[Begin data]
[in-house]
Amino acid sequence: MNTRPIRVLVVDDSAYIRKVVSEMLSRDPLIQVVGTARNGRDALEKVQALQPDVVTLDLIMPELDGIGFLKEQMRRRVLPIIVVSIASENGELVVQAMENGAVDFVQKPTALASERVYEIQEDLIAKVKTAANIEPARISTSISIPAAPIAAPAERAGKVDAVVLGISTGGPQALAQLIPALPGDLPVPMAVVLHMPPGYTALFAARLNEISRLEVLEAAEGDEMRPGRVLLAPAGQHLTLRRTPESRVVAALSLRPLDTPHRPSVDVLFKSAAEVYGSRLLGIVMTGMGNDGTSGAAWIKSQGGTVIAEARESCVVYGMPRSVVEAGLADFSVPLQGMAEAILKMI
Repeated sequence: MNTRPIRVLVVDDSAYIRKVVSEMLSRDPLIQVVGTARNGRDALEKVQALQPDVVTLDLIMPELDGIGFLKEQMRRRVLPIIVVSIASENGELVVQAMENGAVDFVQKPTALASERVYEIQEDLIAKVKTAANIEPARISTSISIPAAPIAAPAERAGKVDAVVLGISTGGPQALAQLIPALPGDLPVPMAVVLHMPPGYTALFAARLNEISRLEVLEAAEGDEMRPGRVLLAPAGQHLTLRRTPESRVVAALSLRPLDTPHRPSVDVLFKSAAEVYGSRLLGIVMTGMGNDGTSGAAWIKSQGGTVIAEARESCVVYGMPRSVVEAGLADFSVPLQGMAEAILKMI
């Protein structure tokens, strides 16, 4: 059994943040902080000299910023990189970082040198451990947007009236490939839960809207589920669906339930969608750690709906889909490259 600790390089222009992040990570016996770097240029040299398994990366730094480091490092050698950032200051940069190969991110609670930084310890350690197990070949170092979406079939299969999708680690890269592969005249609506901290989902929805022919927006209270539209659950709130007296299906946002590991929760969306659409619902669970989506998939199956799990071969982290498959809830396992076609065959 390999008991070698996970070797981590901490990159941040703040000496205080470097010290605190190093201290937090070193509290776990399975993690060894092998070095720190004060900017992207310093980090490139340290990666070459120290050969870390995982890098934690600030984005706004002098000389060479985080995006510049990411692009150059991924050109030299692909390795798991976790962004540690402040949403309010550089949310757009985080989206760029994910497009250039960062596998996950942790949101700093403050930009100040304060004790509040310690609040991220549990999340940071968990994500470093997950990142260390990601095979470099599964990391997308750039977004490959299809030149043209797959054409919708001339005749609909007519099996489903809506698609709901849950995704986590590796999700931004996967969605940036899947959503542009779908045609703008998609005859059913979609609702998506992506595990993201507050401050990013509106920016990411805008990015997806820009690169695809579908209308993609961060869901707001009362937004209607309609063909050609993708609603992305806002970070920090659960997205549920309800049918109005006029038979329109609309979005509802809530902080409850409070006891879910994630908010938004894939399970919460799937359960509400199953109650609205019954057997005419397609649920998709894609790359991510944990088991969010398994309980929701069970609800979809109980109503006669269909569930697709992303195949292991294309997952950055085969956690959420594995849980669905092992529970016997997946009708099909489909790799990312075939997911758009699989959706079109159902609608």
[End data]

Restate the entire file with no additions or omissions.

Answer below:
[in-house]
Amino acid sequence: MNTRPIRVLVVDDSAYIRKVVSEMLSRDPLIQVVGTARNGRDALEKVQALQPDVVTLDLIMPELDGIGFLKEQMRRRVLPIIVVSIASENGELVVQAMENGAVDFVQKPTALASERVYEIQEDLIAKVKTAANIEPARISTSISIPAAPIAAPAERAGKVDAVVLGISTGGPQALAQLIPALPGDLPVPMAVVLHMPPGYTALFAARLNEISRLEVLEAAEGDEMRPGRVLLAPAGQHLTLRRTPESRVVAALSLRPLDTPHRPSVDVLFKSAAEVYGSRLLGIVMTGMGNDGTSGAAWIKSQGGTVIAEARESCVVYGMPRSVVEAGLADFSVPLQGMAEAILKMI
Repeated sequence: MNTRPIRVLVVDDSAYIRKVVSEMLSRDPLIQVVGTARNGRDALEKVQALQPDVVTLDLIMPELDGIGFLKEQMRRRVLPIIVVSIASENGELVVQAMENGAVDFVQKPTALASERVYEIQEDLIAKVKTAANIEPARISTSISIPAAPIAAPAERAGKVDAVVLGISTGGPQALAQLIPALPGDLPVPMAVVLHMPPGYTALFAARLNEISRLEVLEAAEGDEMRPGRVLLAPAGQHLTLRRTPESRVVAALSLRPLDTPHRPSVDVLFKSAAEVYGSRLLGIVMTGMGNDGTSGAAWIKSQGGTVIAEARESCVVYGMPRSVVEAGLADFSVPLQGMAEAILKMI
């Protein structure tokens, strides 16, 4: 059994943040902080000299910023990189970082040198451990947007009236490939839960809207589920669906339930969608750690709906889909490259 600790390089222009992040990570016996770097240029040299398994990366730094480091490092050698950032200051940069190969991110609670930084310890350690197990070949170092979406079939299969999708680690890269592969005249609506901290989902929805022919927006209270539209659950709130007296299906946002590991929760969306659409619902669970989506998939199956799990071969982290498959809830396992076609065959 390999008991070698996970070797981590901490990159941040703040000496205080470097010290605190190093201290937090070193509290776990399975993690060894092998070095720190004060900017992207310093980090490139340290990666070459120290050969870390995982890098934690600030984005706004002098000389060479985080995006510049990411692009150059991924050109030299692909390795798991976790962004540690402040949403309010550089949310757009985080989206760029994910497009250039960062596998996950942790949101700093403050930009100040304060004790509040310690609040991220549990999340940071968990994500470093997950990142260390990601095979470099599964990391997308750039977004490959299809030149043209797959054409919708001339005749609909007519099996489903809506698609709901849950995704986590590796999700931004996967969605940036899947959503542009779908045609703008998609005859059913979609609702998506992506595990993201507050401050990013509106920016990411805008990015997806820009690169695809579908209308993609961060869901707001009362937004209607309609063909050609993708609603992305806002970070920090659960997205549920309800049918109005006029038979329109609309979005509802809530902080409850409070006891879910994630908010938004894939399970919460799937359960509400199953109650609205019954057997005419397609649920998709894609790359991510944990088991969010398994309980929701069970609800979809109980109503006669269909569930697709992303195949292991294309997952950055085969956690959420594995849980669905092992529970016997997946009708099909489909790799990312075939997911758009699989959706079109159902609608």